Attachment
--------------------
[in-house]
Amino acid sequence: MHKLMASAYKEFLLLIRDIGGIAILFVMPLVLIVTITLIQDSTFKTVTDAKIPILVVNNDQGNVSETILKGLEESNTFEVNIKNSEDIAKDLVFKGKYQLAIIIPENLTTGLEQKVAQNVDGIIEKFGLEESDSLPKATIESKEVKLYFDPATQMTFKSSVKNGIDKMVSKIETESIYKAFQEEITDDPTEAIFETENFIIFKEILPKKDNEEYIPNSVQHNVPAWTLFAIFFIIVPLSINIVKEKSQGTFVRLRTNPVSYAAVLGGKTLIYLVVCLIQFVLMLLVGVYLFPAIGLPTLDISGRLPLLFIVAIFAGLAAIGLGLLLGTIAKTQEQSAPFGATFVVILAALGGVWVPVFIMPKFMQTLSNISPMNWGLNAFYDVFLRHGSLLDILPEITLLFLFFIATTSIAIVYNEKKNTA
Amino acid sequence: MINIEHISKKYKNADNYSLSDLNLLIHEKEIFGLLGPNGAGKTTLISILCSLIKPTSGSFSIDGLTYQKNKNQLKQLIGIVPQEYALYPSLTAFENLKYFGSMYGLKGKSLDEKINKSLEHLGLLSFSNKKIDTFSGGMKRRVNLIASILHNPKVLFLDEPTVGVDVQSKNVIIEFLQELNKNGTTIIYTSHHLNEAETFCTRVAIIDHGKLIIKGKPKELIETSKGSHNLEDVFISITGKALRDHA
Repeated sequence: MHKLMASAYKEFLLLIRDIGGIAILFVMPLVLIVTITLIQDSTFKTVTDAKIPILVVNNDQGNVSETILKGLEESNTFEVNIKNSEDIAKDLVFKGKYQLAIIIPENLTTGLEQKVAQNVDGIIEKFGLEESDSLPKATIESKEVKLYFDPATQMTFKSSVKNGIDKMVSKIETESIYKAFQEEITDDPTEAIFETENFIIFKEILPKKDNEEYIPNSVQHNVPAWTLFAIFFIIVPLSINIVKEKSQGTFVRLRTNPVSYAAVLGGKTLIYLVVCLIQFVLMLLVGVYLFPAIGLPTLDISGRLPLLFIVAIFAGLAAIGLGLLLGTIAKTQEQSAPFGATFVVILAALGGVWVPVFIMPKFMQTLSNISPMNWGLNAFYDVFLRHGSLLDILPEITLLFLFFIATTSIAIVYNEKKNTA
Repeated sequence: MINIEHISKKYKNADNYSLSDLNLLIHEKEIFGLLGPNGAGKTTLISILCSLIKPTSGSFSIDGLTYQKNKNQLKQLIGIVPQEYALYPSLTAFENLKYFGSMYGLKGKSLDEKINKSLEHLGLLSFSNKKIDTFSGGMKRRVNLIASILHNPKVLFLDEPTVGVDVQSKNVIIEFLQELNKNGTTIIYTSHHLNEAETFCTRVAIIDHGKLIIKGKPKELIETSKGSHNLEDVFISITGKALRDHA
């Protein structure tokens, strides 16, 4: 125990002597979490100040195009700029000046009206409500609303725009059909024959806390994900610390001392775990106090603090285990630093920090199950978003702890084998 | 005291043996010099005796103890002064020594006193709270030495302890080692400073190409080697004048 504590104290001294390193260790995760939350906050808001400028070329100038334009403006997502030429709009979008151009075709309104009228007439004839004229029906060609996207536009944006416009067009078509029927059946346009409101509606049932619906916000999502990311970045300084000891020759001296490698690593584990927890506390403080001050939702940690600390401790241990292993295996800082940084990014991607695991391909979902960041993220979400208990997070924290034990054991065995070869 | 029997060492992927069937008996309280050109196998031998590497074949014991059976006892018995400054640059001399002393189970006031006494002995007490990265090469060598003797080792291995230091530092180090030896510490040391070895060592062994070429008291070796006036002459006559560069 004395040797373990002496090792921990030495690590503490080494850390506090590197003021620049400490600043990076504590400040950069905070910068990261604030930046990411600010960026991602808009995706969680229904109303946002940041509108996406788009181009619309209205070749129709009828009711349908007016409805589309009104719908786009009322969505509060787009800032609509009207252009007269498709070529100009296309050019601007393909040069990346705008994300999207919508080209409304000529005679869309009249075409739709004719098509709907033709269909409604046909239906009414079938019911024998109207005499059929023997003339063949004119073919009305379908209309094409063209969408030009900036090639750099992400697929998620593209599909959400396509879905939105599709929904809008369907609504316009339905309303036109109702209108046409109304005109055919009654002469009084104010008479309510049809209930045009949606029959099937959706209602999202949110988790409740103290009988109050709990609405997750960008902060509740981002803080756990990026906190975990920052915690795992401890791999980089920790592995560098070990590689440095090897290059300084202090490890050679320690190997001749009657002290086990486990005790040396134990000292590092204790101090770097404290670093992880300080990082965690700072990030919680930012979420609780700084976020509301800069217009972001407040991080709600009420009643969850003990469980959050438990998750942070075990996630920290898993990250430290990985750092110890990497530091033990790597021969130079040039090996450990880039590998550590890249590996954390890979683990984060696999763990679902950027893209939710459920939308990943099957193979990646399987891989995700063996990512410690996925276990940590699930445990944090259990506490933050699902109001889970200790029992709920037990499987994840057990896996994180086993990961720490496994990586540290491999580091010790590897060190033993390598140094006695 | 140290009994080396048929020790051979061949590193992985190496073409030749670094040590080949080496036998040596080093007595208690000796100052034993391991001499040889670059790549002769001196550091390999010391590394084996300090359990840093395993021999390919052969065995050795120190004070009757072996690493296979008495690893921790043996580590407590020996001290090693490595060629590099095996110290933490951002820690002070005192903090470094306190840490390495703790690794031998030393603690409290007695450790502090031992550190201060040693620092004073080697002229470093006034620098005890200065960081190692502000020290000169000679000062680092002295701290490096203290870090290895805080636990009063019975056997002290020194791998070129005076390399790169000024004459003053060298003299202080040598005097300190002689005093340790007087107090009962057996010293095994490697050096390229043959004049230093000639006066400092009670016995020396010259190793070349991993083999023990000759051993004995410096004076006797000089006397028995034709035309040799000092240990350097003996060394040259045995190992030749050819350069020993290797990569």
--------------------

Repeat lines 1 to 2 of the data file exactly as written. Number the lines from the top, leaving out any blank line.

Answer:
[in-house]
Amino acid sequence: MHKLMASAYKEFLLLIRDIGGIAILFVMPLVLIVTITLIQDSTFKTVTDAKIPILVVNNDQGNVSETILKGLEESNTFEVNIKNSEDIAKDLVFKGKYQLAIIIPENLTTGLEQKVAQNVDGIIEKFGLEESDSLPKATIESKEVKLYFDPATQMTFKSSVKNGIDKMVSKIETESIYKAFQEEITDDPTEAIFETENFIIFKEILPKKDNEEYIPNSVQHNVPAWTLFAIFFIIVPLSINIVKEKSQGTFVRLRTNPVSYAAVLGGKTLIYLVVCLIQFVLMLLVGVYLFPAIGLPTLDISGRLPLLFIVAIFAGLAAIGLGLLLGTIAKTQEQSAPFGATFVVILAALGGVWVPVFIMPKFMQTLSNISPMNWGLNAFYDVFLRHGSLLDILPEITLLFLFFIATTSIAIVYNEKKNTA